I’ve been thinking about the simple pleasure of preparing a meal. It’s an activity made even more poignant by the situation in Haiti this week. The earthquake calls into sharp focus just how devastatingly fragile the physical world is and how common our basic human needs are. In so many structures in Haiti, where there are no longer tables and chairs, or cabinets and walls, the simplicity of bread and water is magnified to a king’s meal. Why isn’t it so with every meal, especially those prepared in comfort? Yes, it’s hard to think about pork chops and placemats in the light of such a tragedy. Still, the simple pleasure of offering food around a table to ones dear to us is so much more astounding as I’m reminded of the multitude of neighbors in our hemisphere for whom that luxury has been displaced.
I usually like to cook. Sometimes it’s a quick, easy and totally gift-friendly meal of hot dogs, chicken nuggets, spaghetti or some other favorite that allows me to get in and out of the kitchen quickly. In my mind those meals offer only a nod of the head at cooking, but the experience is elevated simply by the presence of those around me. At other times I enjoy making a selection of dishes with more presence, ones based on special recipes or made from “scratch” rather than from some combination of boxes and bags. Those are the kinds of meals almost everyone has in some form or another. They are ones that say home or celebration or culinary success, birthed from familes and traditions, experiences or locales.
Some meals have “place”–like the one from Wednesday night that was unmistakably Southern from its inception. Although they may have been modernized, the dishes have a context in memory or cooking method that speaks to my life in Mississippi. Corn bread was the first thing I made. My grandmothers made it in large iron skillets heated in the oven first and with handfuls of ingredients tossed and stirred without thinking. I make mine from the recipe on the Martha White Cornmeal package in a square metal pan. I could probably do it from memory if pressed, but I’ve never tested the theory. And, you barely miss the skillet’s influence when it’s warm with a dab of butter.
Macaroni and cheese was next on the menu, and although I’ve had my share of experiences with the blue Kraft box, I prefer to make it myself now–mainly because Bug asks for it. There’s nothing like the repeated requests of a 3-year-old to make you feel like a cooking rock star. I make my mac and cheese with a milk and egg mixture rather than a cheese sauce and layer the noodles with whatever combination of cheddar, swiss and parmesan I have available.
Honey-pecan pork chops were the main event, floured and cooked in butter on the stovetop. Yes, it’s about as heart-friendly as a can of Crisco, but still, it’s not every day. The frying recalls the way my Mom cooks chicken tenders or how my grandmother made deer steak as a child–lifting the edges of the meat with a fork to check the brownness, turning at just the right time, scraping the pan with a spatula. After the chops are cooked, the recipe calls for some measurement of pecans and honey which I can never remember. I just throw some in, and I’ve learned through hard experience and very hardened sugar to turn the eye down first. I like to add a splash of Worchestershire sauce in as well to give this semblance of a roulx a more savory taste.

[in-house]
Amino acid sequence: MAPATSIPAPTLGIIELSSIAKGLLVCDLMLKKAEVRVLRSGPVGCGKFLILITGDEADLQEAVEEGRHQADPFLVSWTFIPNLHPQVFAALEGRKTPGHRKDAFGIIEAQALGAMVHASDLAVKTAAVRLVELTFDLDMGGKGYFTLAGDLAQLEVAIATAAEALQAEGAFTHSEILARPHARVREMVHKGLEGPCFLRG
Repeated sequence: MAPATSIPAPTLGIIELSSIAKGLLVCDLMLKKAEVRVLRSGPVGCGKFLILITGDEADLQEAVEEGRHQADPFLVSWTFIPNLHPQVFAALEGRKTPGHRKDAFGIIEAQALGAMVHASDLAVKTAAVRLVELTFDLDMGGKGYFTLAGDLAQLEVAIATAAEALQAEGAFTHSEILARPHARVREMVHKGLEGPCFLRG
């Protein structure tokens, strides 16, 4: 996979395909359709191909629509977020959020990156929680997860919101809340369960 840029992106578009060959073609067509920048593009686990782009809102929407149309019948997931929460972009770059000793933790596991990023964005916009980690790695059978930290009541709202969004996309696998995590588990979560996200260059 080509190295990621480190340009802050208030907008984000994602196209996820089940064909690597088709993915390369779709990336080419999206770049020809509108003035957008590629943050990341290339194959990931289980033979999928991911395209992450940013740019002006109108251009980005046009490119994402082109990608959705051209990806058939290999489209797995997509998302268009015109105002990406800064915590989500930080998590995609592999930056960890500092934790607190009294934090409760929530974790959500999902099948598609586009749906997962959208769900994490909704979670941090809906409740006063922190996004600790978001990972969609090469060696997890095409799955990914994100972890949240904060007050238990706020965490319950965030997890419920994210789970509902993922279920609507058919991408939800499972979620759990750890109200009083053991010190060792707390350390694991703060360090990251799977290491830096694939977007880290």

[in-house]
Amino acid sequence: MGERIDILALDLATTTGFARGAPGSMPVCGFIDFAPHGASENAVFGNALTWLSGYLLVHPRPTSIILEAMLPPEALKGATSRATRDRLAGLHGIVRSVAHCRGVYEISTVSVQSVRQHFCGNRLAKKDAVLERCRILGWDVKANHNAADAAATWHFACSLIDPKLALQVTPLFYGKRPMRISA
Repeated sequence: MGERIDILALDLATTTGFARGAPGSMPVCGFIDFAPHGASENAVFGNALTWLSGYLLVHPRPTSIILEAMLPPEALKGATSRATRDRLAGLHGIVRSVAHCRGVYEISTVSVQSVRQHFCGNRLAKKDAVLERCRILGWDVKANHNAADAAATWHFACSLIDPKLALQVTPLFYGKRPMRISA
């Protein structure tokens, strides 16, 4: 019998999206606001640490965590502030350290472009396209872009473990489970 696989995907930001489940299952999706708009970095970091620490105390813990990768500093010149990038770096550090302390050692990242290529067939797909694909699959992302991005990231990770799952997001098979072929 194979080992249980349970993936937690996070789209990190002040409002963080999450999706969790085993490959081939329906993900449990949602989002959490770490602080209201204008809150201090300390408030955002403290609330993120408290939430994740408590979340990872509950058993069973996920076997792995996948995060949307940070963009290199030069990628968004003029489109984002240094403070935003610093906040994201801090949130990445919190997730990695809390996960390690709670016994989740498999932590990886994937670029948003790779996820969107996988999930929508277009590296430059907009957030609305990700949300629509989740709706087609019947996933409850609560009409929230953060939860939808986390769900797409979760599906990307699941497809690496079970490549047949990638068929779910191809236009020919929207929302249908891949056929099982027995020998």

There are a hundred other stories of recipes and dishes, various combinations with the appropriate green elements, sides, bread and fruit. Most moms and wives have them. And, every woman has her own preferred method and ideal environment for cooking for her family–the kitchen, the pots and pans, what happens to the used dishes and egg shells, the proclivity to use measuring spoons and the penchant for interaction. It’s an integral part of the process of feeding a family.
My kitchen is invariably a cacophony of sights and sounds and movement. The sights: A refrigerator and stovetop grease guard filled with children’s photos, finger paintings tucked behind spice racks and collections of utensils and momentos lining the counters in plain view. I just like to look at things while I’m cooking, while I’m living. One wall of cabinets with glass doors affords me the opportunity to see the vessels I enjoy–bowls and pottery, 50s pyrex I love, colorful plates of various sizes. The sounds: A thousand interruptions to start a movie, answer a question, referee a car chase, or retrieve a 15-month-old from the top of a table. Ocassionally there’s an attempted conversation with my husband from the rocking chair my grandmother gave me. The movement: Perpetual acts of wiping my hands on my pants, various dishes at different stages of completion and imperfectly timed to get on the table somewhere between 6:30 and 8:00pm, and always a flurried combination of preparation and clean-up all going on at the same time. The tasks are often accomplished around Baby Girl unloading the plasticware cabinet at my feet. These kitchen sensibilities are the evidences of time spent trying to elevate this ordinary daily activity to the honored place of extraordinary.
I am struck by the power of the simple act of feeding. In all its complicated cacophony, the individuality and habits found in my kitchen can raise that process of eliminating hunger to the level of celebration. If I embrace them. Somehow in that boiling and stirring and place-setting, I’m feeding more than stomachs and strong bones. I’m feeding healthy hearts and hungry spirits for those in my care. I’m meeting a basic human need we all have–nourishment for body and soul.